A guest post by Elizabeth Lev

Some of Rome’s masterpieces come on strong. Who can resist the rakish ambush of Caravaggio? Who isn’t swept off his feet by the might of the Coliseum? The Pantheon, the Trevi Fountain and the Spanish Steps are all awe-inspiring monuments with the knowing countenance of having seen many a lover come and go. From Dante to Dickens, from Leonardo to Liszt, the city has beckoned visitors into a whirlwind of torrid affairs that rival those penned by Catullus, Lord Byron and Edith Wharton. The breathless trysts—a half day here, a few hours there–might leave the inexperienced tourist overwhelmed  or, worse yet, lead to that awful phrase, “I’ve done the Coliseum”– much like a university student  might dismiss a drunken conquest.

Rome is, in its own way, a femme fatale. After all, she was founded by the line of Venus (Aphrodite in Greek), the goddess of love. At times she is fickle, moving from the arms of Mars to those of Vulcan and Anchisis; at times trouble-making, provoking the Trojan war; and at other times “merely” interfering, derailing the chaste dreams of lads and maidens. But she is always powerful.

Julius Caesar claimed descent from her exalted DNA when he constructed the Temple to Venus Genetrix in his new Forum. Roma, spelled backwards, reads amor, the Latin word for love, the purview of this deity of many epithets — from “lover of laughter” to “mother of love.”

Greek mythology gave us the Venus of tempestuous one-night stands, but Botticelli and his Renaissance peers suggested that the volatile goddess of desire could transform into the fecund mistress of faithful love. In Rome, the lusty conquests of the major sites evolve into abiding love when the ardent tourist learns the hidden mysteries of the Eternal City — its quirky corners and secret sites, but mostly its innermost virtues.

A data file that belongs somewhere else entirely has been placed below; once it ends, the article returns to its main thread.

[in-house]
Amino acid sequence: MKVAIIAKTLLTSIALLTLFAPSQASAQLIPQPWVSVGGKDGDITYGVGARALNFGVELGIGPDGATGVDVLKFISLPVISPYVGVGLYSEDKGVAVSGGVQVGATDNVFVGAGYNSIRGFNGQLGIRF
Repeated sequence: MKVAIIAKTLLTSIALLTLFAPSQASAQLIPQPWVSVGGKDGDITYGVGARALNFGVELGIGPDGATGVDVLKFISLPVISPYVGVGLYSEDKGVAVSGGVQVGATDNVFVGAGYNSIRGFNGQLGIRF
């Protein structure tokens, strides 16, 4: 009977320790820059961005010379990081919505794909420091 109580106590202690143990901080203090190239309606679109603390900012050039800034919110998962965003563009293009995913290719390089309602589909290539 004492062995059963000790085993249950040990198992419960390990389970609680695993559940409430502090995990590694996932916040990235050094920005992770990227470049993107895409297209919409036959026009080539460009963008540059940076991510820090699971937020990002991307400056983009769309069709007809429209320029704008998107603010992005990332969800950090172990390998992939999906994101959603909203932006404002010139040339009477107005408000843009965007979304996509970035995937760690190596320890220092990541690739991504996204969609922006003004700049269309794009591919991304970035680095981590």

This is how natives and visitors alike grow from besotted paramours into steady spouses, who, undaunted by graffiti, grime or erratic garbage collection, take Rome into their souls. After having been seduced by the grandeur of Michelangelo and the genius of Bernini, they nestle into pillow talk in the more intimate sites of the Eternal City. The mysteries of Via Appia with its tombs and testimonies, the shrines and stories of Tiber Island, the intrigues and intricacies of princely palazzi are what ultimately woo the Rome-lover to “put a ring on it.”

Masters’ Gallery Rome is, in its own way, also a labor of love. Born not only from the passion of a team of Roman tour guides for their native (or adopted) city, but also from the fervent desire to inspire that love in others who, at least for now, don’t have a chance to experience the seduction of the Eternal City in person. Masters’ Gallery Rome offers online courses, with videos featuring Rome’s best guides, edited with great footage, important facts and humorous surprises to recreate the sparkle of learning about Rome.  We also host weekly web lectures where the Masters share a favorite site or area of study, as well as a bimonthly newsletter, all intended to bring Rome to your home.

Dante gives these words to his adored Beatrice: “Amor mi mosse, che mi fa parlare …” (Love moves me and makes me speak).  It is our abiding love that has impelled us to act and to speak about the wonders and beauties of Rome.

We invite you to learn about Roman masterpieces from masters in the field. Click here to meet our faculty and join us on a virtual tour of Rome through our videos and webinars.

 

Elizabeth Lev, the founder of Masters’ Gallery Rome, is a transplanted U.S. art historian with degrees from the University of Chicago and the University of Bologna. She has been working as a guide in Rome for more than 20 years.

Dianne Hales is the author of  LA PASSIONE: How Italy Seduced the World; LA BELLA LINGUA: My Love Affair with Italian, the World’s Most Enchanting Language; and MONA LISA: A Life Discovered. Her new book, “A” Is for Amore, is available to download free at diannehales.com.